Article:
Rutgers campus is reacting today to the sad and outraging story of Tyler Clementi, the freshman who ended his life after his roommate invaded his privacy and live streamed a video of him physically engaging with another male student.
Gay rights groups and LGBT students are viewing the death as a hate crime. It’s timing comes, ironically, as the university embarked on a new two-year Project Civility, designed to get students thinking about how they treat others.
“Had he been in bed with a woman, this would not have happened,” one student told the AP. “He wouldn’t have been outed via an online broadcast and his privacy would have been respected and he might still have his life.”
Another student, Jordan Gochman stated “It’s intolerant, it’s upsetting, it makes it seem that being gay is something that is wrong and can be considered laughable.”
Yesterday night, 100 people gathered for an on-campus vigil chanting “We’re here, we’re queer, we’re not going home.”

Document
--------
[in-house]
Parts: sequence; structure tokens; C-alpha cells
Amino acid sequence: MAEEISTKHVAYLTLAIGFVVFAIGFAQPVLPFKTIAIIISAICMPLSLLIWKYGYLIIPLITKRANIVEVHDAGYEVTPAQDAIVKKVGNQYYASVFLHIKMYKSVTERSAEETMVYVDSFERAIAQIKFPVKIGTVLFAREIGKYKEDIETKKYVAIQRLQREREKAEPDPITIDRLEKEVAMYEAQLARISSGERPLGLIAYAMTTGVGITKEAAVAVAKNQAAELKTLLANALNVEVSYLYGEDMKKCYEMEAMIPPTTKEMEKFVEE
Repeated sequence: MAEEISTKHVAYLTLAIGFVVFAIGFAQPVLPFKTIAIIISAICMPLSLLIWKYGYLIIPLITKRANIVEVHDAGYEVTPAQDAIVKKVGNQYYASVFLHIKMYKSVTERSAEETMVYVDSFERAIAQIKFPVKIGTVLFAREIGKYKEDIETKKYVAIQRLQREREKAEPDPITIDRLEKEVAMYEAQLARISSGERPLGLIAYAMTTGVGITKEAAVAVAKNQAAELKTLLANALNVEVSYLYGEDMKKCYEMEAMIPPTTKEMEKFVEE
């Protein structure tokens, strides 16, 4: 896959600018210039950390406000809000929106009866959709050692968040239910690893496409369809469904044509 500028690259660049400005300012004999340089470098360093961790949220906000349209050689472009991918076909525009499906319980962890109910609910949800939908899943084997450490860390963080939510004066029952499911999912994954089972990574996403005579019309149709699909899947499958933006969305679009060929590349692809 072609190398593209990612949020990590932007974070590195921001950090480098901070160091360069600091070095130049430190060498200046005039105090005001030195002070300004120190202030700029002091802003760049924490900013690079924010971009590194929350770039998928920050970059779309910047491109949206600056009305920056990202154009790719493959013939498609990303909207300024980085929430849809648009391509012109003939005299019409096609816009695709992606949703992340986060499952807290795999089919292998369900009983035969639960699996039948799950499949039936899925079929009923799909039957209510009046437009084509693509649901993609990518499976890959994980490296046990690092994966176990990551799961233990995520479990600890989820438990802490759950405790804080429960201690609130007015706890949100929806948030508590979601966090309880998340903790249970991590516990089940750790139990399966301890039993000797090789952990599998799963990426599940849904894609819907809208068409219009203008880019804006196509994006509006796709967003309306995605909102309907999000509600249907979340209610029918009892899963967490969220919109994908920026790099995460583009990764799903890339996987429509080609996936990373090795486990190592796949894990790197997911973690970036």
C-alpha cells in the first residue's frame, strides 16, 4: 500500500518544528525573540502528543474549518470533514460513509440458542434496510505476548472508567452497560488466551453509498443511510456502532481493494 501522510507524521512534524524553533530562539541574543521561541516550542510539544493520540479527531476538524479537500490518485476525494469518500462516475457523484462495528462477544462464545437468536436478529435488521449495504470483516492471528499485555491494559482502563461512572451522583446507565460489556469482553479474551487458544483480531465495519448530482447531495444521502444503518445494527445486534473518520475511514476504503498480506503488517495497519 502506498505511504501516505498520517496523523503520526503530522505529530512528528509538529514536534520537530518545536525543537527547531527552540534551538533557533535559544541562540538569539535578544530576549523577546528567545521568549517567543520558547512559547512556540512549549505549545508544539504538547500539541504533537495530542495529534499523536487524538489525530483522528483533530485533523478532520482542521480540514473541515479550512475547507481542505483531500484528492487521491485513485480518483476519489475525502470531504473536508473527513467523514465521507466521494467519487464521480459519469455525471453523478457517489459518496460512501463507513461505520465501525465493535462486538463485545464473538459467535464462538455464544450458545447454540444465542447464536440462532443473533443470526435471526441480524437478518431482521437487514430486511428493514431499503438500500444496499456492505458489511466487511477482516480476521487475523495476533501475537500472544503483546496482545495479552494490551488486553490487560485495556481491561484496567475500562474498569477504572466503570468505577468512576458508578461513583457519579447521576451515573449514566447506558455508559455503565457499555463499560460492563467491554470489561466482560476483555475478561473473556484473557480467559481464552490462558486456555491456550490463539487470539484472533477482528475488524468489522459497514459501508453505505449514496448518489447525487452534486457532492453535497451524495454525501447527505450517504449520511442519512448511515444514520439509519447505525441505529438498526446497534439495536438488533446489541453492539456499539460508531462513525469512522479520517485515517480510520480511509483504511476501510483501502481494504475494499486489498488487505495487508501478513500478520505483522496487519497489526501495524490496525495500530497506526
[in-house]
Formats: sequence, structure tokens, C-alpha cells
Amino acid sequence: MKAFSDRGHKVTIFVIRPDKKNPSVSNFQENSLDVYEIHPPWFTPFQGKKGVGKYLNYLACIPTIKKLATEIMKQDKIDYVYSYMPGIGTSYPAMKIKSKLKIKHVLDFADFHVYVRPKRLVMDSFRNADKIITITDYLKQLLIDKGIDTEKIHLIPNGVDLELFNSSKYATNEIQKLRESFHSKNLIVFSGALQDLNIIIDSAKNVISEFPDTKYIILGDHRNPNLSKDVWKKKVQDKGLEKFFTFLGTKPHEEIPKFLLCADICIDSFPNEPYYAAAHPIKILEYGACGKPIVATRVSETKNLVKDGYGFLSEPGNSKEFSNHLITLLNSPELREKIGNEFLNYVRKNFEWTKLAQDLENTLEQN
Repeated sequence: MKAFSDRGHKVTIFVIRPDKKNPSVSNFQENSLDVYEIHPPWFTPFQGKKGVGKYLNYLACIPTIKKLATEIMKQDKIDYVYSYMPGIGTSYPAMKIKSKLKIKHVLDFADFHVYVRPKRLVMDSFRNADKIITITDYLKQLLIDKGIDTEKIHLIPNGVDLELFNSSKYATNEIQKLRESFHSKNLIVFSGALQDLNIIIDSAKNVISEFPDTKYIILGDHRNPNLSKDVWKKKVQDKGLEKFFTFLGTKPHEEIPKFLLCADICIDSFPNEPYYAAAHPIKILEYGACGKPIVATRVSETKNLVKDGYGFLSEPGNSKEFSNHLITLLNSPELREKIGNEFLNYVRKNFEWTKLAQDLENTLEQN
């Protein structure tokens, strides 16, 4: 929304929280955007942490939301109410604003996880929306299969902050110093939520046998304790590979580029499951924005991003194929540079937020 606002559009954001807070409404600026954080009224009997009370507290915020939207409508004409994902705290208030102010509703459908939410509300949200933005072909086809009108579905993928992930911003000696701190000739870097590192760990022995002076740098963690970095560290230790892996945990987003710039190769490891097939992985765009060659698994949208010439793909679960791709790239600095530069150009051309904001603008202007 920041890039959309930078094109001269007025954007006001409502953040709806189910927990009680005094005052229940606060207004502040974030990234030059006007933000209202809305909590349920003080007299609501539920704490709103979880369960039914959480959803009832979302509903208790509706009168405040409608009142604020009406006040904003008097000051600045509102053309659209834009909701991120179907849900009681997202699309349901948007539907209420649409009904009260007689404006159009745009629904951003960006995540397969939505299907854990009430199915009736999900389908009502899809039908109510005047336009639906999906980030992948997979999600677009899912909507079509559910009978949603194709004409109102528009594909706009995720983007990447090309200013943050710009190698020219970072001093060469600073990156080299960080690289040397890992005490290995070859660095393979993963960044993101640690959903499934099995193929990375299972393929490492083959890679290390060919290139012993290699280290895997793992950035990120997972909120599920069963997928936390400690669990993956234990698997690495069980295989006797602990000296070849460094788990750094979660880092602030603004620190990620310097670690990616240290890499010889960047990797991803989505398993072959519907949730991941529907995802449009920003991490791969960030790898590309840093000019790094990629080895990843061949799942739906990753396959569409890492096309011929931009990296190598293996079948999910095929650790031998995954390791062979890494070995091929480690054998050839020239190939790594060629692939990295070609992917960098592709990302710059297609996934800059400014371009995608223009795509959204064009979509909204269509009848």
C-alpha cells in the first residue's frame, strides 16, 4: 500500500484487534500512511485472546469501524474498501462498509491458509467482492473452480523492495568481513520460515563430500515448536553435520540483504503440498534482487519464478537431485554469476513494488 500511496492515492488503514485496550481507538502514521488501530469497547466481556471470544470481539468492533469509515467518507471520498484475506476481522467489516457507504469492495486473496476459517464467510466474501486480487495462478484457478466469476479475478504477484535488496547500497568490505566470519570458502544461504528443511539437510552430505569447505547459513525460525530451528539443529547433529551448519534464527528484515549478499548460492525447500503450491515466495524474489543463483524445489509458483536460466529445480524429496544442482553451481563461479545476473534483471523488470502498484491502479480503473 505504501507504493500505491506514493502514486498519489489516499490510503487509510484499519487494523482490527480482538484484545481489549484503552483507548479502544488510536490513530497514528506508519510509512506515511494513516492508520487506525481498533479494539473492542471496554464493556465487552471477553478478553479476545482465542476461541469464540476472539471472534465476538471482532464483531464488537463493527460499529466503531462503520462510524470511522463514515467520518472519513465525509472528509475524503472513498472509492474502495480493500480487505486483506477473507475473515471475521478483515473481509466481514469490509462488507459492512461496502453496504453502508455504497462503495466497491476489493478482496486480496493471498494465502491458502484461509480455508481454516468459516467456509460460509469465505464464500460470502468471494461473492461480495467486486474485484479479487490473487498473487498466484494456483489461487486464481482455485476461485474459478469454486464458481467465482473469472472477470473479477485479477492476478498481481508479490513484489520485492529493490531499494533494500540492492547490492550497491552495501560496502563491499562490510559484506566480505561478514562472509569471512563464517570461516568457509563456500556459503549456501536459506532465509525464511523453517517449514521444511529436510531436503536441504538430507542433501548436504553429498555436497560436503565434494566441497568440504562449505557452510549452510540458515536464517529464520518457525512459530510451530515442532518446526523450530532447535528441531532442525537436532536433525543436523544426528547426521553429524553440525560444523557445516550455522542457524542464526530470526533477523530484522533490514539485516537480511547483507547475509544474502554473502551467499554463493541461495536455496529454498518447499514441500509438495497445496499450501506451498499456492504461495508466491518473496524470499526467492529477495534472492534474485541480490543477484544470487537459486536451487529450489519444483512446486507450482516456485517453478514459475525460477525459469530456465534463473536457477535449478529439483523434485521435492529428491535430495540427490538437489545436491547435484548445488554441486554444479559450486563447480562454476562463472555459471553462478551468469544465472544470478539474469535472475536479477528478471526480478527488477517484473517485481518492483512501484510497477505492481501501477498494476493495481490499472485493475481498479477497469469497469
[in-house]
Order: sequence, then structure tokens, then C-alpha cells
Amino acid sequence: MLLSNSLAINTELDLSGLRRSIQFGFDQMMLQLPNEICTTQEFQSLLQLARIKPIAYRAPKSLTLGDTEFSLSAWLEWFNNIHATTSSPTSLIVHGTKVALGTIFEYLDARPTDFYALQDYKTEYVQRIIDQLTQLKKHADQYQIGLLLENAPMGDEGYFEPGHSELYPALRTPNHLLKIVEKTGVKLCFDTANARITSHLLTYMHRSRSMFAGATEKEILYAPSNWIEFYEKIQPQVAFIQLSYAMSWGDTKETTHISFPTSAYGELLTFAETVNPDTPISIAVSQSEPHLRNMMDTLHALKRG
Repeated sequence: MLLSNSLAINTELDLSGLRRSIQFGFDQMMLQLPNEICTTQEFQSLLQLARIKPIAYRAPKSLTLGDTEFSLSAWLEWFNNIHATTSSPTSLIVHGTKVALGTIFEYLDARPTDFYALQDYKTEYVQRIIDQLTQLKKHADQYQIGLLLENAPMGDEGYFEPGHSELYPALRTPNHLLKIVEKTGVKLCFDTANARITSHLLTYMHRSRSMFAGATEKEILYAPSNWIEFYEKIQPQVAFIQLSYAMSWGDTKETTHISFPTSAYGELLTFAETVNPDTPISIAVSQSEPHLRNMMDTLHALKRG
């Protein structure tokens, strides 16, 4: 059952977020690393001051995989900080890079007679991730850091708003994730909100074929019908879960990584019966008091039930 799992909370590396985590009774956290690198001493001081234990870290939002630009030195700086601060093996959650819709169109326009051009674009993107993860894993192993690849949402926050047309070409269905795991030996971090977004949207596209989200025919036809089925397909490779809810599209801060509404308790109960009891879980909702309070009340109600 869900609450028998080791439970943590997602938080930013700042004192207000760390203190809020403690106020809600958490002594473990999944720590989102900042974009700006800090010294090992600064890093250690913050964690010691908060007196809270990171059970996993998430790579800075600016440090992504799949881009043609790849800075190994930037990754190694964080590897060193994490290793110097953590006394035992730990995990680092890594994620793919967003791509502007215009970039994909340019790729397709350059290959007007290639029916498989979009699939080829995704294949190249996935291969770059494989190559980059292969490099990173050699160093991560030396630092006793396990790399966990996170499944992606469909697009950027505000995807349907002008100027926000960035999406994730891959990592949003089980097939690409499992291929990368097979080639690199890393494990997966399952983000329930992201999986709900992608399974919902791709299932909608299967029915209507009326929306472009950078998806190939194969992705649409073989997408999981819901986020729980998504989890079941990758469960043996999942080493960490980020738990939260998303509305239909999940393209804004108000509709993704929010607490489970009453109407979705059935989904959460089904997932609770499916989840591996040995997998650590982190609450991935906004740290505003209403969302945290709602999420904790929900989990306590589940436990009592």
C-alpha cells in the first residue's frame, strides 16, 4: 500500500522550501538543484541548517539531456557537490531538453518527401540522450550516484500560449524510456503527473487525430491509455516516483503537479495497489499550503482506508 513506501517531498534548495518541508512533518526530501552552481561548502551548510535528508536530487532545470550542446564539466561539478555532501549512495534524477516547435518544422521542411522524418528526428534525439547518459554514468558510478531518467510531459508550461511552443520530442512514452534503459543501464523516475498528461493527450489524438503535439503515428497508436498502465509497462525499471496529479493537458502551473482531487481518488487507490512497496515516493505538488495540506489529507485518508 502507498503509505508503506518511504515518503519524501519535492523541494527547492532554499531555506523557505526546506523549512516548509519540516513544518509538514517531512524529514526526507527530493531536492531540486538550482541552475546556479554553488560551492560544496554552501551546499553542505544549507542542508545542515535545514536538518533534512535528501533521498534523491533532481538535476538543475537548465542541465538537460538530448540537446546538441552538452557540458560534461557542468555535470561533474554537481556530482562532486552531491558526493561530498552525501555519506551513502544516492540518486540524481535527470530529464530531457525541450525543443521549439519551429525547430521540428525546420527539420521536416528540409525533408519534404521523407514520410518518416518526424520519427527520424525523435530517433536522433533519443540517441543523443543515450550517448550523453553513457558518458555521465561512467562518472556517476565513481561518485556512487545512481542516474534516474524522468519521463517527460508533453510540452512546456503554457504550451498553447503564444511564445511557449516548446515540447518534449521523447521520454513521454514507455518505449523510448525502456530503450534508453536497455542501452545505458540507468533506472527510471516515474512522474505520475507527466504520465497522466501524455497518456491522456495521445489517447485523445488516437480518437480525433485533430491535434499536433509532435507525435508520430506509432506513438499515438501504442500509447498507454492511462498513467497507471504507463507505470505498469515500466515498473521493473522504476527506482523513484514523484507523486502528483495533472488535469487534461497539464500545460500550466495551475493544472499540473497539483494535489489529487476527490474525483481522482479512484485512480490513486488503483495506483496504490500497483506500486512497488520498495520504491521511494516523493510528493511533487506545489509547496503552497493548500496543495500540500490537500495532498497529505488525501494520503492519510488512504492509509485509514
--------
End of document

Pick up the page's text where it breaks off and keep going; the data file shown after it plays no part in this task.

“We are heartbroken over the tragic loss of a young man who, by all accounts, was brilliant, talented and kind,” Steven Goldstein, a chairmen of gay rights group Garden State Equality, said in a statement. “And we are sickened that anyone in our society, such as the students allegedly responsible for making the surreptitious video, might consider destroying others’ lives as a sport.”
Rutgers University President Richard McCormick has responded to the tragedy by saying “If the charges are true, these actions gravely violate the university’s standards of decency and humanity.”
Dhraun Ravi, the roommate and his friend Molly Wei, both 18, have been charged with invading Tyler’s privacy and could serve a maximum prison term of five years.